One person was killed in a fire and more than 900 homes were evacuated in Denver on Monday when a four-and-half-square mile wildfire blazed through Colorado.

Colorado authorities confirmed the death of an unnamed victim in Jefferson County, 25 miles southwest from Denver Monday night.

The wildfire began as a result from a controlled burn last week to thin out vegetation, spread rapidly due to dry, windy temperatures, according to Jefferson County Sheriff's spokeswoman Jacki Kelly. Winds were clocked at 70 miles per hour as the fire's size multiplied by 100 times within a few hours.

Authorities said more than 100 firefighters were on the ground to put out the fire and plan to drop fire retardant on the wildfire today via air tankers.

We've asked for air support and we're hoping, crossing our fingers, that we get that tomorrow, Kelly told ABC News on Monday. We asked for it today and they simply couldn't fly because it's too dangerous.

Smoke extended to 25 miles away to Denver, according to the National Weather Service, and extended as far as 100 miles northeast of Jefferson County. In Denver, a sheriff's deputy drove a patrol car into a ditch because of the thick clouds of smoke. No injuries were reported in Denver resulting from the accident.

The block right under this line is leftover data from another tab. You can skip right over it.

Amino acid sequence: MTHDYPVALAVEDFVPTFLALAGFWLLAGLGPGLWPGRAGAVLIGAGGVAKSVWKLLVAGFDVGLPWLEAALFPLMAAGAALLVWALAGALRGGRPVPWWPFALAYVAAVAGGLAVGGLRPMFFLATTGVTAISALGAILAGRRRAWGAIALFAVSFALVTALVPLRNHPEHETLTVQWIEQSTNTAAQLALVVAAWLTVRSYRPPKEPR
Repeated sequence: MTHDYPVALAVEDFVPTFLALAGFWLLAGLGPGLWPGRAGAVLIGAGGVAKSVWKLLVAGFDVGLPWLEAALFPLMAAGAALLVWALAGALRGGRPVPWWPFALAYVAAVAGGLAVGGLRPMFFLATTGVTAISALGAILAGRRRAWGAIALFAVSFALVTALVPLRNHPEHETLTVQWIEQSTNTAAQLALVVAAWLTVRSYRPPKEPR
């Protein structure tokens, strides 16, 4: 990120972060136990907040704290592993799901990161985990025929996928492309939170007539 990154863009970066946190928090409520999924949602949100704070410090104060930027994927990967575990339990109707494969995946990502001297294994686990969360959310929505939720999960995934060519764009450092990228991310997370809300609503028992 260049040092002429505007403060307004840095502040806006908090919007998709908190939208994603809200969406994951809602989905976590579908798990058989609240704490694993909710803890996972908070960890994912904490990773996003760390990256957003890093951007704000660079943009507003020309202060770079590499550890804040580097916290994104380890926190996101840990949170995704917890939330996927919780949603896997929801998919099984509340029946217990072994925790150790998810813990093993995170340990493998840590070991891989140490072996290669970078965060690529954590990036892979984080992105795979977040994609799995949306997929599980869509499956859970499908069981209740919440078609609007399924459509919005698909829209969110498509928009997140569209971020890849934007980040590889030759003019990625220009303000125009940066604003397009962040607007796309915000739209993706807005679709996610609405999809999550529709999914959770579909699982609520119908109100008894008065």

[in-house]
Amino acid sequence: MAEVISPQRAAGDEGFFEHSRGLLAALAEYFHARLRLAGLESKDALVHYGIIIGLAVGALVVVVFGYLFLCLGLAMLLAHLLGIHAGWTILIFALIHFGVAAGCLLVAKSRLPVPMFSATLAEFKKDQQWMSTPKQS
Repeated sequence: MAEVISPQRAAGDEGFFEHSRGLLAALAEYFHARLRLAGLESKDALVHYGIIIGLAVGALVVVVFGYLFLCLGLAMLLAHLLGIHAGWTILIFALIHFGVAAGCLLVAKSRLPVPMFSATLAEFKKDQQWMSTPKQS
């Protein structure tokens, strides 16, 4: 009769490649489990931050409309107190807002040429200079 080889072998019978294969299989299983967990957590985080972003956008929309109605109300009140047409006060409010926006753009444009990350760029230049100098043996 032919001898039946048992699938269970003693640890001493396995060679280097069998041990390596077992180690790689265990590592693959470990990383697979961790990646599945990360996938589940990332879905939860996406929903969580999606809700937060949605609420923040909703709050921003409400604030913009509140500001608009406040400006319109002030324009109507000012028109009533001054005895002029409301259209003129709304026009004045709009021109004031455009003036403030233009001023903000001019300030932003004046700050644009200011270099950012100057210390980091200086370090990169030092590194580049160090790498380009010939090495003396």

More than 900 homes were evacuated amidst the wildfire, and five homes were reported to be destroyed as of Tuesday morning.

According to ABC News, officials in Jefferson County sought help from fire fighters as far away as Arizona.

Authorities alerted residents to be prepared for evacuation if the wildfire spreads. Those evacuated were moved to shelters in two area high schools in Conifer and in the southwest Denver suburb of Littleton while the American Red Cross extended its resources.

Health officials in Colorado said smoke will linger and affect the air quality until at least Tuesday afternoon. As many as a dozen small fires were reported in the northeast Colorado plains on Monday.